Sorry for the light posting; first I had computer problems and other urgent matters, and this week I start a permaculture course in the west of Ireland.
I used to write about The Girl almost every week, but in the last few years it’s been less and less. Part of that is because I am more protective of her privacy now that she is a teenager; I felt secure posting something adorable my two- or four- or even eight-year-old said, especially since I didn’t say her real name, show her face or say exactly where we lived.
As she approached adolescence, though, I’ve had many talks with her about online privacy, and she knows that I don’t post anything about her without her permission. Young people these days have never known a world that was not lived online, and they face threats previous generations never knew -- from cyberbullying to porn to the addictive nature of internet itself. Part of me wanted to keep her from modern media altogether, but that’s increasingly difficult, even here in rural Ireland. Instead, she’s getting a life on a homestead but is able to relate to her peers, and I can be satisfied with that.
No matter how different our lives might seem to some, we still go through the normal Dad-teenager conversations -- eat healthier food, turn off the telly and read more, do your chores, and so on. I’m not fond of most of the music she loves or the teenaged-girl culture that she swims in, but she stays away from anything genuinely objectionable. She also reads for pleasure, goes to the opera and sees Shakespeare plays with me, or watches old black-and-white movies - something foreign to many of her peers. She loves riding horses, and has acquired a passion for archery and other medieval martial arts, taking part in competitions against adults and occasionally bringing home trophies.
“You know, Dad, I think I’d be quite prepared for the Zombie Apocalypse,” she said. Yes, I’m pretty pleased about that, I said.
I’ve talked about my love of black-and-white films from the 30s and 40s -- not just because I grew up with them, but because their plots and dialogue seem much funnier, more suspenseful, and more realistic than most films today. They portray a world that lived on far less energy than we use today, generated far less waste and pollution. Finally, filmmakers like Frank Capra and King Vidor offered a compelling, relatable stories about regular working people facing moral dilemmas, organising with their neighbours and standing up to the greedy and powerful.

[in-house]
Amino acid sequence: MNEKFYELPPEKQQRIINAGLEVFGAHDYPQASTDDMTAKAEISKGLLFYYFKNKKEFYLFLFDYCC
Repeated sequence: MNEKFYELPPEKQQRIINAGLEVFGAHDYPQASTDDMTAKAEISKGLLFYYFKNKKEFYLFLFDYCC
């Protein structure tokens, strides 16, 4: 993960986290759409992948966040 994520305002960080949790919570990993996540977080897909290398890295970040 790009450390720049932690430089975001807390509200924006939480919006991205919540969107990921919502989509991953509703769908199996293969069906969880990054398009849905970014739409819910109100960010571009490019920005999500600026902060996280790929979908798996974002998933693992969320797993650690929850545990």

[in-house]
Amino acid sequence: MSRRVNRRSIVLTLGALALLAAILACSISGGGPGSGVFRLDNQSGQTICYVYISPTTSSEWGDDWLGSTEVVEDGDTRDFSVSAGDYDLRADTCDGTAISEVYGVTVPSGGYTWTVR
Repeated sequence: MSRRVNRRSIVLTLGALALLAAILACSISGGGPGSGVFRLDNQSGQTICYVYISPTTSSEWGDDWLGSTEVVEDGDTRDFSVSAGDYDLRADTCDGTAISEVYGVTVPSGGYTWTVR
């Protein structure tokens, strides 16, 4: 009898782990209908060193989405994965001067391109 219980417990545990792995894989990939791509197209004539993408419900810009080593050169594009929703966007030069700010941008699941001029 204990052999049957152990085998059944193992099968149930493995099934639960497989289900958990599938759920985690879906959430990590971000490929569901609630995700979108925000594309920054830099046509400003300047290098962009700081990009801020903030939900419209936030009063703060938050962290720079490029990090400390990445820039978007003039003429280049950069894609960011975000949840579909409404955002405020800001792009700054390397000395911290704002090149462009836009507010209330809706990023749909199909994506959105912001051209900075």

We used to watch lighter fare -- Danny Kaye in Hans Christian Andersen, or Burt Lancaster in The Crimson Pirate, or Errol Flynn in The Adventures of Robin Hood, or Cary Grant in Bringing Up Baby, or the Marx Brothers in anything. As she got older, though, we moved on to more substantial films -- Mr. Smith Goes to Washington, or Meet John Doe, or Our Daily Bread. We watched Preston Sturgess satires like Sullivan’s Travels or The Lady Eve, Howard Hawks comedy-dramas like His Girl Friday.
When she got older, we went through Hitchcock, from The 39 Steps through Rear Window (now her favourite film), The Trouble With Harry, North By Northwest, and so many others. She’s developed a taste for film noir, so I’ve been introducing her to Double Indemnity, Out of the Past, The Killers, The Maltese Falcon, The Glass Key, Gaslight and The Big Sleep.
Now, older still, she is often too busy with her own life to have a movie night with me, but sometimes she makes an exception. Last night she asked to see the one remaining film we hadn’t seen in my collection -- The Big Steal, with Robert Mitchum, Jane Greer and William Bendix. It turned out to be a delightful romp, perhaps too light in tone to properly be called a film noir, but just as suspenseful.
The film wastes no time getting to its plot, starting the action in the first minute without explaining who the characters are -- it’s more fun to figure them out as we watch them chase, steal from, and bamboozle each other. Most films simply explains how smart their characters are; this one shows them doing clever things, with little explanation, and assumes you’re sharp enough to pay attention.